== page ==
WWII Japanese Army Arisaka Last Ditch Bayonet -
At the end of WWII, when American soldiers returned home,
they came back with a whole host of war souvenirs. Samurai swords, medals, uniforms, helmets, and many more things were brought home with them. Japanese military collectibles from WWII have gained
popularity over the years.
This style of bayonet is commonly known as the "Last-ditch".
The following is a rare and fine example of a WWII era Japanese wooden scabbard bayonet.
Wooden scabbrds did not come about until late war. As the fighting approached home and the
naval choke hold of the islands was started, the military was running out of raw materials and
was forced to improvise by building equipment from whatever was available. The condition of
the blade of this item indicates that it was possible never was issued.
The scabbard is a two piece construction tied together by tightly wound string. Another
interesting aspect of its construction is the square metal tip. The author has seen a bayonet
of similar construction with the exception of having a pointed tip that closely ressembled the
shape of the blade tip.
This page is a recognition and identification guide for Japanese WWII edge weapons.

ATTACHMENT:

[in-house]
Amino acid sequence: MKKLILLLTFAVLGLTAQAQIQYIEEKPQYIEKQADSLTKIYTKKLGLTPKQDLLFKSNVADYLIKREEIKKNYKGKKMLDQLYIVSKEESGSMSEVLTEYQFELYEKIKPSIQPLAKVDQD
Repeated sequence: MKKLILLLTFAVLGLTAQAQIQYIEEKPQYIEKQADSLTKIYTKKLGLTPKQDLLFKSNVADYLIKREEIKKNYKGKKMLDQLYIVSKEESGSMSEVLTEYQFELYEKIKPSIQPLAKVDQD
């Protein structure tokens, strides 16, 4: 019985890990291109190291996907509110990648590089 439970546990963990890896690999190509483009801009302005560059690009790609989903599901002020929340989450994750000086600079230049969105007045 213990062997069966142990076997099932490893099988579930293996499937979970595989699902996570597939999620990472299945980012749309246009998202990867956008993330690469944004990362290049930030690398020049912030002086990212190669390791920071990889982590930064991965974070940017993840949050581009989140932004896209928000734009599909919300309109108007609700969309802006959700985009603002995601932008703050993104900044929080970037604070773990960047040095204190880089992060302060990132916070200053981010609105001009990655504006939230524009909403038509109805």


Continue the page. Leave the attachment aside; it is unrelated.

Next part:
Multiple detailed photos of a specific sample are provided. Descriptions point
out specific points that should be noted.
One of the most commonly asked questions is "How much is my Japanese edge weapon worth?".
A price guide is included here to address this question. The value of the edge weapon is
reviewed over a period of several years. A trend can be observed. The present worth
of the items in the collector's market is illustrated.
This service is provided free of charge to the visitor/enthusiast courtesy of
a company dedicated
to the preservation of military history and to providing quality military antiques and
collectibles to museums, institutions and the general public.
The picture on the left (below) shows the serial numbering found on the tip of the handle.
While the picture on the right depicts the arsenal marking found at the base of the blade of the
Many WWII Japanese edge weapons are currently
It is becoming more difficult to be able to tell the fake ones from the real ones because
the quality of the reproductions is improving. The collector must become familiarized with
the construction style and materials employed in the manufacturing of this item.
Attention to the details is critical in order to be able to determine the authenticity of
If you have an interest is seeing other WWII Japanese items, you can do so by going
to our WWII Japanese Collectibles
identification guide, where we discussed items from different groups and organizations.